Jaime Forsythe is the author of two collections of poetry, Sympathy Loophole (Mansfield Press, 2012) and I Heard Something (Anvil Press, 2018). Her work has appeared in publications across Canada including This Magazine, The Puritan, Matrix, and Lemon Hound. In the following post, she answers our questions about writing, her work as a mentor, what she loves about life in Nova Scotia, and more.
How long have you been writing? What drew you to writing in general, and poetry in particular?
I’ve felt compelled to write for as far back as I can remember, filling tiny spiral notebooks, Hilroy scribblers, and photocopied zines. As an older teenager/young adult, I was obsessed with short stories and thought that was the form I most wanted to write in and figure out. During my graduate degree, I had to take a workshop in a genre outside of my primary genre (which was fiction) as a graduation requirement. I warily took a poetry workshop and was like: oh. OH. Maybe all my plotless short stories were actually trying to be poems. I still love reading fiction, but poetry is the form that resonates with me as a writer, and that I feel most excited about continuing to explore and push myself in.
In addition to being a writer, you have also worked as a mentor as part of the WFNS mentorship program. Do you find that mentorship is an activity that feeds or informs your approach to writing?
Yes! I loved working in the mentorship program, and I no doubt learned as much, if not more, from the writers I was paired with as they learned from me. I find it really helpful to have to articulate aspects of craft, or pinpoint what makes a piece work or not work, in a way that is clear and useful to another person. It helps me to be more precise about my own goals and philosophies. I’ve also facilitated writing workshops for teens, younger children, and university students, and in all of these cases I come away from different kinds of in-depth conversations about writing feeling refreshed and motivated.
What do you love about living in Nova Scotia?
I love that I live downtown, but can be at Point Pleasant Park in five minutes, where I can walk in the trees for an hour and both my dog and kid can wear themselves out. I love being close to lakes and the ocean, and that a 45-minute drive takes me to visit my relatives in the small community where my mom grew up, Cheverie, right on the Minas Basin, where my family spends a lot of time in the summer. Also: lupins, Moon Mist, lots of art and music weirdos.
What’s the biggest misconception about being a writer?
That being a writer means writing full-time. Most writers I know juggle multiple roles and jobs; I will never make a living from writing poetry and that’s OK.
What advice do you have for aspiring writers?
I recommend reading lots, both within and outside of your comfort zone. Connect with other like-minded writers, in-real-life if possible. Give yourself space and time to experiment. Take and consider criticism that resonates with you, and discard what doesn’t.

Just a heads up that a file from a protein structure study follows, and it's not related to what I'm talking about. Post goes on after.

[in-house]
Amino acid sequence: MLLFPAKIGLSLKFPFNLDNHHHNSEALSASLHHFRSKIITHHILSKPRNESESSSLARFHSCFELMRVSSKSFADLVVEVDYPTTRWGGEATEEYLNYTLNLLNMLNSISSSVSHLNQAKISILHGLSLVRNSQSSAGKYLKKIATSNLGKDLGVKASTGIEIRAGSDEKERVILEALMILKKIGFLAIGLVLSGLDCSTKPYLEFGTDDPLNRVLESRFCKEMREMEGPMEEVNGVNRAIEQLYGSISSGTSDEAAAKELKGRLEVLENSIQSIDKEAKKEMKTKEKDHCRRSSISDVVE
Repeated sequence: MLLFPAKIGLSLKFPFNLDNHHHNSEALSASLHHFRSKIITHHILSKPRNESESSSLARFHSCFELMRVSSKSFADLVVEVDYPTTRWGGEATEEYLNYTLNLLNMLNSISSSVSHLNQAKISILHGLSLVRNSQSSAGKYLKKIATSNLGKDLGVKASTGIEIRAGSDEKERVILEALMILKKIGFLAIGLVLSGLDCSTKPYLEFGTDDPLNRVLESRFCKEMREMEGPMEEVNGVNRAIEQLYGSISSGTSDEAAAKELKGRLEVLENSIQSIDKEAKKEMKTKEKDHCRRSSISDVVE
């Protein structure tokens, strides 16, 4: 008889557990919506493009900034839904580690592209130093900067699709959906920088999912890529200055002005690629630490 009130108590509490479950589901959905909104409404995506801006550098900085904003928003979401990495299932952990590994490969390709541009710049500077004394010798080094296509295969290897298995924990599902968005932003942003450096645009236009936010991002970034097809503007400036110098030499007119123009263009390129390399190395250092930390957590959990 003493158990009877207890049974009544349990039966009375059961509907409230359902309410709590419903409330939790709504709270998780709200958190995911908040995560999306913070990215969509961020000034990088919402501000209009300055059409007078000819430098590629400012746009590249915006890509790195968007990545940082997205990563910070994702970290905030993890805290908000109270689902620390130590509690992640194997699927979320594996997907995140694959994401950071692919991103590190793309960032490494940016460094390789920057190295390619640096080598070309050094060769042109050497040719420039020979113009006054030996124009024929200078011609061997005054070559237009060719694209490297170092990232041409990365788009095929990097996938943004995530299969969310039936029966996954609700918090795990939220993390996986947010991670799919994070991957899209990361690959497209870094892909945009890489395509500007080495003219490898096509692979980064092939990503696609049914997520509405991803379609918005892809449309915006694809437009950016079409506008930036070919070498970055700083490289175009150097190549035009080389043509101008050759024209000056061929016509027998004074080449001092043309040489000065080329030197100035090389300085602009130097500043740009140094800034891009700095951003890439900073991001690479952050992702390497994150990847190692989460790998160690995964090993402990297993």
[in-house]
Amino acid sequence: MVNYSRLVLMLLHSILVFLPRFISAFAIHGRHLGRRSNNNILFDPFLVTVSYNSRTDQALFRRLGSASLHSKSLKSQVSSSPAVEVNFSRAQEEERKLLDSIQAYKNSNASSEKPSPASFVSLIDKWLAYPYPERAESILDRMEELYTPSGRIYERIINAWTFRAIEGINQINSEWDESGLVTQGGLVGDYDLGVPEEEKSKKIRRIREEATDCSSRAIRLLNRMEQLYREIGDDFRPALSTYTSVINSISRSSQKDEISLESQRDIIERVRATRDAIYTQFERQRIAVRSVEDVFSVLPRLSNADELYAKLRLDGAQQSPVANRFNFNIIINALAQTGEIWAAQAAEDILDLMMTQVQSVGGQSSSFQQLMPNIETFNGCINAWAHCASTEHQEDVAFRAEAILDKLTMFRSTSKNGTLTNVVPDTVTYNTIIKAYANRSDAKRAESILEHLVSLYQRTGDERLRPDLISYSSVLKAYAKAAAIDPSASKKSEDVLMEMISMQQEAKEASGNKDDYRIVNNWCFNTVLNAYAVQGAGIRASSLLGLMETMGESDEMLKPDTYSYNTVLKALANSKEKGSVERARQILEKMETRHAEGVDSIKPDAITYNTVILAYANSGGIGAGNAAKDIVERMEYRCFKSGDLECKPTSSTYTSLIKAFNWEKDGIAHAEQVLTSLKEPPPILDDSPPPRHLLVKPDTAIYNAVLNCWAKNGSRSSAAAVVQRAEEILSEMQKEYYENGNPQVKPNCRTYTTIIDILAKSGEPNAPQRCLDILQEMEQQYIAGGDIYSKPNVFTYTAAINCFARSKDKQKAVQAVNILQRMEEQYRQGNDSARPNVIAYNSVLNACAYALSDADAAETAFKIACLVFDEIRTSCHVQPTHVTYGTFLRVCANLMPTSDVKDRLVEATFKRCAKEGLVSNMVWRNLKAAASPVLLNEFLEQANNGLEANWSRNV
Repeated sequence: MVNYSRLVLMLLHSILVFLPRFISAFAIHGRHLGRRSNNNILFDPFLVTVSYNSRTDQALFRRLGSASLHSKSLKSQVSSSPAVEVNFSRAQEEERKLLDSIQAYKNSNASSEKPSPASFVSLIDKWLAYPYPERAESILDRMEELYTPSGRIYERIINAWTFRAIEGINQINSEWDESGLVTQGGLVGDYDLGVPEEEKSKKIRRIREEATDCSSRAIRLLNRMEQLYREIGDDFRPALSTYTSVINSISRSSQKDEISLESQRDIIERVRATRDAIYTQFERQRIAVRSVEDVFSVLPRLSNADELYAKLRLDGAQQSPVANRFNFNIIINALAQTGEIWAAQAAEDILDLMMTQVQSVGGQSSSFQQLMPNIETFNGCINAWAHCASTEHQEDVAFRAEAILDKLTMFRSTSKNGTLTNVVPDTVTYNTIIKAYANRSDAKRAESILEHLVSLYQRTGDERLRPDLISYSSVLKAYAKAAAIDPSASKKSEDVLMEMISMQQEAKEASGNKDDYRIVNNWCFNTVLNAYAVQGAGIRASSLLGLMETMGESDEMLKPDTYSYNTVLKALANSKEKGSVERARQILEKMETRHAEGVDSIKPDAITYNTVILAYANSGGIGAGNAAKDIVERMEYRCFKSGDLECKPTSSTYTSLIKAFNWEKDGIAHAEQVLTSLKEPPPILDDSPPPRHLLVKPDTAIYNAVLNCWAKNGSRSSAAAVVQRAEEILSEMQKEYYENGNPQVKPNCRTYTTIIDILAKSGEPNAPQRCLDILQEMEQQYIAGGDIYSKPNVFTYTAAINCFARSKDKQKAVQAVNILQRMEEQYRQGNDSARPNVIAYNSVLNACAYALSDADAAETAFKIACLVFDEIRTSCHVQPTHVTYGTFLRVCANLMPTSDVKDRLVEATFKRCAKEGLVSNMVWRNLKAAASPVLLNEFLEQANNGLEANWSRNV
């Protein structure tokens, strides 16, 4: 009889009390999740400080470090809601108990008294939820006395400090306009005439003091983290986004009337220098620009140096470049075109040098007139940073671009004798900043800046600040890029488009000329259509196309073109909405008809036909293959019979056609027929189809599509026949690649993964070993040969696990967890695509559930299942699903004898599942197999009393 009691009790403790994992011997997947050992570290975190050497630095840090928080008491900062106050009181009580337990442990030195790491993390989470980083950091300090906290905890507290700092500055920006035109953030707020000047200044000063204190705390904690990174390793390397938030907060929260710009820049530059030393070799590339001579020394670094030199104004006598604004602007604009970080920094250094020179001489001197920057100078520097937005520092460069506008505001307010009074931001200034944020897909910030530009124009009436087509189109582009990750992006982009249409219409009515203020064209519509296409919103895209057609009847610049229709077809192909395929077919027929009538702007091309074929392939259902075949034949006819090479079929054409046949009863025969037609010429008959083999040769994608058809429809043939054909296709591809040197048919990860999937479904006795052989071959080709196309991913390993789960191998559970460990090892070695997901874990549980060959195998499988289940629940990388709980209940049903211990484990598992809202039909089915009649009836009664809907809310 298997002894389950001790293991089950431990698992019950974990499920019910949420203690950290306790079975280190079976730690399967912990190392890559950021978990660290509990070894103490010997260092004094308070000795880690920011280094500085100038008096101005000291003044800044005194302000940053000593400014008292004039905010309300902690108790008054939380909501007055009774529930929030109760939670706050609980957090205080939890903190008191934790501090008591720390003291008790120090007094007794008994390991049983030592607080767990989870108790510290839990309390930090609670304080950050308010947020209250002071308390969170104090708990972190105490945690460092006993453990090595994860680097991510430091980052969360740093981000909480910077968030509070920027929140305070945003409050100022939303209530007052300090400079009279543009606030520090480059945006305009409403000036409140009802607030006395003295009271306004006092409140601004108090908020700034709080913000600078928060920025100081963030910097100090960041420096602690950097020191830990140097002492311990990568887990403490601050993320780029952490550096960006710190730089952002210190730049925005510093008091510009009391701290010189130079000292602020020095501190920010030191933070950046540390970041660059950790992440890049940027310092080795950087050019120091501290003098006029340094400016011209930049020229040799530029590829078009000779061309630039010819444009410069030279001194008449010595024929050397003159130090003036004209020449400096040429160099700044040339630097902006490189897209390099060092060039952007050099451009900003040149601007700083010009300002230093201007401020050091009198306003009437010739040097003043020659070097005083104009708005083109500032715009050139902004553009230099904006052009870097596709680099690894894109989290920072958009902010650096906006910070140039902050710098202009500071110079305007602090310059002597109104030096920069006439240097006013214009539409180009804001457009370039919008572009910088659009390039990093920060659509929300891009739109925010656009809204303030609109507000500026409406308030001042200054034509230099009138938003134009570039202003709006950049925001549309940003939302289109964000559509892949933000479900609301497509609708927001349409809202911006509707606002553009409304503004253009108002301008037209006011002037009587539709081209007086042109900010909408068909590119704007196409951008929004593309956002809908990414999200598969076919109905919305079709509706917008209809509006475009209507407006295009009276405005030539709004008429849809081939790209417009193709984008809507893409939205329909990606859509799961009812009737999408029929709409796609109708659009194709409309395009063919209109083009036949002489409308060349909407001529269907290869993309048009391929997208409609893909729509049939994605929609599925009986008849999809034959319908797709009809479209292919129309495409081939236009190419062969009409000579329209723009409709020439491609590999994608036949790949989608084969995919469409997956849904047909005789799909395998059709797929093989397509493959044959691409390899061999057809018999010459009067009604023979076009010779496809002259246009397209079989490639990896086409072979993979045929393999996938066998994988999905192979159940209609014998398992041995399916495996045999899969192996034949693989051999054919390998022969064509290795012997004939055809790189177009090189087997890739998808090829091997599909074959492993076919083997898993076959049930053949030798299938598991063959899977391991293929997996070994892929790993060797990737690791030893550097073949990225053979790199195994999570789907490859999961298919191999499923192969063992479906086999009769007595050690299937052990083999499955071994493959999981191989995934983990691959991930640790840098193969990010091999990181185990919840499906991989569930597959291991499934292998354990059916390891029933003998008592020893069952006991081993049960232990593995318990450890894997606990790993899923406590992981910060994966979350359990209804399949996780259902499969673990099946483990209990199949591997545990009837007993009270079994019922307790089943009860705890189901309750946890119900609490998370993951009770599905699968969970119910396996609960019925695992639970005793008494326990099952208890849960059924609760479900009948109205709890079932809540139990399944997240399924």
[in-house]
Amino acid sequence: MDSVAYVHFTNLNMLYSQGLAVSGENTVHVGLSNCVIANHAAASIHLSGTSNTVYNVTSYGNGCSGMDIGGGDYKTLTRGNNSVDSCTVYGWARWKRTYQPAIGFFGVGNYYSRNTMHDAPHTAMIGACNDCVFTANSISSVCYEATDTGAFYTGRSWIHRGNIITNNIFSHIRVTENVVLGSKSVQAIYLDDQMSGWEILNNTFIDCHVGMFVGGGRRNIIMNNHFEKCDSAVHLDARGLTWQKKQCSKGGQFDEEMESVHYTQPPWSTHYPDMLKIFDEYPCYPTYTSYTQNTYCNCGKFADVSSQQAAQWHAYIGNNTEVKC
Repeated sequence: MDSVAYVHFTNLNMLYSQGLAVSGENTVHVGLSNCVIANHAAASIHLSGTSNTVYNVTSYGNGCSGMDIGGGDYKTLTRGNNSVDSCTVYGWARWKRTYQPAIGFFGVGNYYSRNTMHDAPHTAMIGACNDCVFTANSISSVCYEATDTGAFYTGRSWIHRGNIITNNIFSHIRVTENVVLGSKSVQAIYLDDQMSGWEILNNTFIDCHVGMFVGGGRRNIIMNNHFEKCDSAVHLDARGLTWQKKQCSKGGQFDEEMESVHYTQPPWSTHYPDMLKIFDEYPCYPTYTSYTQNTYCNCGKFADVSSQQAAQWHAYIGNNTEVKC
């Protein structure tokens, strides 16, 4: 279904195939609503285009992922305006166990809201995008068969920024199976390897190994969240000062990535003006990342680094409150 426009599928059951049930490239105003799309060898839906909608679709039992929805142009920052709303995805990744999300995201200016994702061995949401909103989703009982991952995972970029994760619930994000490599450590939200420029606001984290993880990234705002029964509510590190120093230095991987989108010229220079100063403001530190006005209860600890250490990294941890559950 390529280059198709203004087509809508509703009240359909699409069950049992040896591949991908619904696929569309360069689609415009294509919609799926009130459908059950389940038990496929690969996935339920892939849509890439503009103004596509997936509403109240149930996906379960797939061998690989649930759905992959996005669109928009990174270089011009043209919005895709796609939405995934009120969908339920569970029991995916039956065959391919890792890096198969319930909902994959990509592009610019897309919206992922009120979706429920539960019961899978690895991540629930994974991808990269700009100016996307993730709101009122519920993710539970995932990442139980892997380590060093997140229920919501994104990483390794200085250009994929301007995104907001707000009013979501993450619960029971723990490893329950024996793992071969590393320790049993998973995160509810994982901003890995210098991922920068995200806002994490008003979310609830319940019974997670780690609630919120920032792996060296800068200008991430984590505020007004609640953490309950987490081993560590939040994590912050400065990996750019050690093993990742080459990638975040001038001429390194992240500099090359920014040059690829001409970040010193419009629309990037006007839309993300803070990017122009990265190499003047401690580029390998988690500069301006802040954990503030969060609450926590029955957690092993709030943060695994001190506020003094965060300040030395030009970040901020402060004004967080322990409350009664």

Where do you like to write?
Anywhere, but if I have a choice and the time, finding a corner in the Central Library for a couple of hours works well. I like the idea of writing alone in a cabin by the ocean somewhere, but the cabin (or the solitude?) has yet to materialize.
What’s your guilty pleasure?
I don’t know that I really feel guilty about any of my pleasures currently. Stuff I do that I’m probably supposed to feel guilty about: keeping up with my horoscope, watching reality shows like Terrace House and The Bachelorette, looking at photos of dogs up for adoption even though I have a dog and absolutely do not want another one. I could go on!
What do you do when you have writer’s block?
Finding time is the bigger challenge for me – the upside to this is that when I do carve out that time, it feels precious and urgent, so I don’t experience writer’s block, exactly. By the time I sit down, I usually have a backlog of notes and fragments I want to work with. If I’m stuck on a particular piece, I walk around, pull books off the shelf and flip until I find something that spurs me on again. If I’m feeling empty of new ideas, that usually means I’ve been neglecting to read.
What’s something you’ve done that many others probably haven’t?
I don’t think I have many life experiences that are all that unique, except maybe attending a ventriloquism convention in Kentucky when I was working as a speech researcher at Queen’s University. I was there to collect video data of people speaking without moving their lips. As a result, there’s a ventriloquist poem in my first book.
What are you working on right now?
Fragments, notes and blocks of text that exist handwritten in notebooks or as memos on my phone. These may eventually turn into new poems, or may not.